– Hello, thanks for taking your time, how are you holding up? Even the end is drawing nearer, these are still uncertain times but it seems like you have kept yourselves busy and creative!
J- Hi, of course. It’s our pleasure. Well, of course the current state of the world could be a lot better but, for me personally, there has not been that much difference than prior to the pandemic. Although, if it would have gone as planned, we would have gone on tour, but instead we got time to enter the studio. The times are strange, but it can never hinder the creative process.
-How is it like to create an artifact during a world pandemic? While you’re working on it are you actually aware of how a dystopian situation is it? Does the album become a sort of haven, a means of escapism?
J- Music as a whole might become a haven in some cases. The songs of our «magnum opus» have been in the pipeline for a few years, so it began before the outbreak. But I guess a plague in modern times really puts the definition of doom in its true paces. Sweden has had a really different contingency in place regarding the pandemic so we have had a lot more freedom compared to many other countries. This has made rehearsals possible, although much more cautious. Which for a, let’s call it «not so keen on large groups of People» -esque type of person, as myself has been for the better. Music has always been a form of release for me. A way to vent the anger. If I didn’t write and execute, I would not really know how to cope with my emotions.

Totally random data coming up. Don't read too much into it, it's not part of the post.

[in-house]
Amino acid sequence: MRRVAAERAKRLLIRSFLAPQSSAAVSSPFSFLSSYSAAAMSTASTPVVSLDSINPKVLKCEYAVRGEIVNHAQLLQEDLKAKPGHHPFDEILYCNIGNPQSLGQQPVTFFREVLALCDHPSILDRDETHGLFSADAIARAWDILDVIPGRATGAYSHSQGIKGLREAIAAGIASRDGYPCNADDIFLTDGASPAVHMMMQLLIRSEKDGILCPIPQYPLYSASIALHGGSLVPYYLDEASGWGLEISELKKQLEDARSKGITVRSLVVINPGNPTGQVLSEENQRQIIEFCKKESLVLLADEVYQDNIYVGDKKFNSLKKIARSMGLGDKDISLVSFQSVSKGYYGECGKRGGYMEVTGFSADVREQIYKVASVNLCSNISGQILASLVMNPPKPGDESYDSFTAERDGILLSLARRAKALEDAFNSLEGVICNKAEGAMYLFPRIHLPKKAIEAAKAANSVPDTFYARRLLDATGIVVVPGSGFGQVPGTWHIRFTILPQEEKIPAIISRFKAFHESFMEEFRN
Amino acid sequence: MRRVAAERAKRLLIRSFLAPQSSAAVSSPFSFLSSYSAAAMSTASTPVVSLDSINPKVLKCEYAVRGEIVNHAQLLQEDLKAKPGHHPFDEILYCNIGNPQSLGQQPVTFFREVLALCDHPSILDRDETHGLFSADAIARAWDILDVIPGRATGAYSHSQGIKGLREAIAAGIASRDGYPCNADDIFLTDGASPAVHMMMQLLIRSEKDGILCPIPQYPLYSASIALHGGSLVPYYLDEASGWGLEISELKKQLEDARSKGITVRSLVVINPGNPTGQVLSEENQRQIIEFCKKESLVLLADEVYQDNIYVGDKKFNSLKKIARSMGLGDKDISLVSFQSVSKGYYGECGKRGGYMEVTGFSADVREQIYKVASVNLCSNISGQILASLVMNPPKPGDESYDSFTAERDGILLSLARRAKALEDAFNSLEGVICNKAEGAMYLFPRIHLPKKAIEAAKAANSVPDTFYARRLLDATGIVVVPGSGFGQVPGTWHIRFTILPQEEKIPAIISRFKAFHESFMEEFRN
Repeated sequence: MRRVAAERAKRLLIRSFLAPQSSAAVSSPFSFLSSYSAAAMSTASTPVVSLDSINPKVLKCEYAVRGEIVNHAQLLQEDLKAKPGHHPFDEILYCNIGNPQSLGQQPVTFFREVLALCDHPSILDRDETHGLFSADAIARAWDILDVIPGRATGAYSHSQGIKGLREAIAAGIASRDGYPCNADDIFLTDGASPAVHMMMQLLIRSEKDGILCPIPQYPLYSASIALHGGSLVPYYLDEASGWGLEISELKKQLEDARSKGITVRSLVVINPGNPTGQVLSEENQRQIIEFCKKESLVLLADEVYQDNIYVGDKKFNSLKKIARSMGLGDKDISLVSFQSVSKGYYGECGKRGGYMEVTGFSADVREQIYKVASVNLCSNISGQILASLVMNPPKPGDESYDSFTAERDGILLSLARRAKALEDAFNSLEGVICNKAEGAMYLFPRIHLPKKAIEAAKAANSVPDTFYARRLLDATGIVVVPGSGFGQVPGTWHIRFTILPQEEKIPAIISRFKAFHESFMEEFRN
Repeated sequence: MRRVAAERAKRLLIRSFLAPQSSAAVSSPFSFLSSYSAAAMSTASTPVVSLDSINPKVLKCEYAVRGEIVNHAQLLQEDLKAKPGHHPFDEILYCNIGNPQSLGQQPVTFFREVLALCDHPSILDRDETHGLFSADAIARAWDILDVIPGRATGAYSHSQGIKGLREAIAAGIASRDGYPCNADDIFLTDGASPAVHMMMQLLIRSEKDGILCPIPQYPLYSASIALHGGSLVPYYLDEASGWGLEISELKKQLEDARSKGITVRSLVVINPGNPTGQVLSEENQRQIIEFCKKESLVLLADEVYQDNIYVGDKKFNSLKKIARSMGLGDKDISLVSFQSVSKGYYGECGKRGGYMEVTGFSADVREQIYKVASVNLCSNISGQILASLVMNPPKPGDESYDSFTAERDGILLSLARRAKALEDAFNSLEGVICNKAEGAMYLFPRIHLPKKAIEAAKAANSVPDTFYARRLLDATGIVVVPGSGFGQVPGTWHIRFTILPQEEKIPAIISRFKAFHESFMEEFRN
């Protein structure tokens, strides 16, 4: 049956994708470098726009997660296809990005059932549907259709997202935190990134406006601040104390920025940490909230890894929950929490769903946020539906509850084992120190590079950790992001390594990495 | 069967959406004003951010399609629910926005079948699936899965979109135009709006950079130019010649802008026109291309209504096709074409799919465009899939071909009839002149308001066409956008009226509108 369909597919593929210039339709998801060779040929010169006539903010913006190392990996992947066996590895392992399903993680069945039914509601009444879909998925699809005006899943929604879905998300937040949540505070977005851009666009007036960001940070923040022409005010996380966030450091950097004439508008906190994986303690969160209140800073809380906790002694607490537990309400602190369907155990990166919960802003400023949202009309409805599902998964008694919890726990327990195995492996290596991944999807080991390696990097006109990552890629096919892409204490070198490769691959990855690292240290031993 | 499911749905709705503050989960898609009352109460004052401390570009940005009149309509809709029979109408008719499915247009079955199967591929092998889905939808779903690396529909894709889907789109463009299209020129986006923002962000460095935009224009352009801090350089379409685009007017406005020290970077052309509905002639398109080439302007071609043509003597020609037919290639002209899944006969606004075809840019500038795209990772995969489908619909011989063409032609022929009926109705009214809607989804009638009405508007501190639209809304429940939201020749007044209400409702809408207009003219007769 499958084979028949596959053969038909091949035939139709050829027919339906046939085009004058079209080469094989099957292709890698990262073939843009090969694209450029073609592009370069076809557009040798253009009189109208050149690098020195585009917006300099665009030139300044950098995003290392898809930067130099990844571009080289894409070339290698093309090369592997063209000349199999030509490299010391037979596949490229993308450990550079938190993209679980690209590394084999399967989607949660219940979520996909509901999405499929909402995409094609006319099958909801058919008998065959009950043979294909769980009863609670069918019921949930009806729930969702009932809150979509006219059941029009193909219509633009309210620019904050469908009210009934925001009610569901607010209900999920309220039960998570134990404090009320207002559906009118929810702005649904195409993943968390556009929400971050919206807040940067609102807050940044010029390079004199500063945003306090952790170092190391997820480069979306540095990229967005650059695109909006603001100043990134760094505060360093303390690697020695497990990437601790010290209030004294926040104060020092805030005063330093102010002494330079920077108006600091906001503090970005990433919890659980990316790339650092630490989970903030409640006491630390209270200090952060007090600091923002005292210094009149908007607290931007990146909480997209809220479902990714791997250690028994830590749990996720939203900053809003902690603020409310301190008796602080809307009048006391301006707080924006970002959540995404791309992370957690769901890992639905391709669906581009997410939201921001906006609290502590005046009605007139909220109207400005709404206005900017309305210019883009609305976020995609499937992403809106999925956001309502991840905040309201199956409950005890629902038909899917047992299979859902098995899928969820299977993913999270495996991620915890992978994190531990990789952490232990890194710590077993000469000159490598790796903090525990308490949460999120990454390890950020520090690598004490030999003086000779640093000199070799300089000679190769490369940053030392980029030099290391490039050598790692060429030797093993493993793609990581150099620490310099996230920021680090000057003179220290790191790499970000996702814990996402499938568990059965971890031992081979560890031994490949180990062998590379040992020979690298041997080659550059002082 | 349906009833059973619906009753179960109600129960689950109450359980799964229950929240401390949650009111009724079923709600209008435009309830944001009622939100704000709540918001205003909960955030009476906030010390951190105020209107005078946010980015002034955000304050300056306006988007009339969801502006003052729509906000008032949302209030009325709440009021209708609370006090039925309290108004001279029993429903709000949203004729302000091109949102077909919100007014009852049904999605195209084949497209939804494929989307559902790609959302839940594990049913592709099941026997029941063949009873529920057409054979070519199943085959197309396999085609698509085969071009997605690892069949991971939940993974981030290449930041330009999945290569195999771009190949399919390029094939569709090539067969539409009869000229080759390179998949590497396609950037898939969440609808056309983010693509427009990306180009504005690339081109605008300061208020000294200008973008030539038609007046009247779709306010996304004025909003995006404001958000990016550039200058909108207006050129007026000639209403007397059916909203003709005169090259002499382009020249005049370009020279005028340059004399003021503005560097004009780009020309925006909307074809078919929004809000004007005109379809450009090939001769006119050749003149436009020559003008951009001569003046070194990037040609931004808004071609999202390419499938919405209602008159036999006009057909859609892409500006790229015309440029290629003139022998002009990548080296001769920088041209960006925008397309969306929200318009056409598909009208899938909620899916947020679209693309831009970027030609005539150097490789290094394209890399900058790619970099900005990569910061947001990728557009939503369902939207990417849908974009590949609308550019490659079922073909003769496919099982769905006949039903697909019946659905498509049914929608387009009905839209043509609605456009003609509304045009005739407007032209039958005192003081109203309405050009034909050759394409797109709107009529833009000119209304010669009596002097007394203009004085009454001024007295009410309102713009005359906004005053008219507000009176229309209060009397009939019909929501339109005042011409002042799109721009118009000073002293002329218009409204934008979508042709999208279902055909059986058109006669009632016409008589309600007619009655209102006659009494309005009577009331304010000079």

-The “artifact” is your newest album, “Doomkvädet”. What does the title means (literally and not)?
J- It is an end. A testimony of sorts. It is a tale of something dead, and the rebirth of something old and yet juvenile. The death of doom metal. Doomkvädet, the song of doom.
-This album just came out on CD format via Sun & Moon Records. How did you first get in touch with them and why? And are there any other physical formats planned?
J – When we recorded DOOMKVÄDET we did so without being signed to a label. We felt that High roller was not for us, as they did not seem to really understand neither the dark arts nor us. We searched a little bit everywhere, and that’s when we found Sun & Moon. They seemed to fit us well, and they have that understanding of the dark arts. Best of all they wanted to release our latest creation. As the pandemic has us all in its tight grip, we’ll see. Hopefully a vinyl will be molded into existence, some day in the future.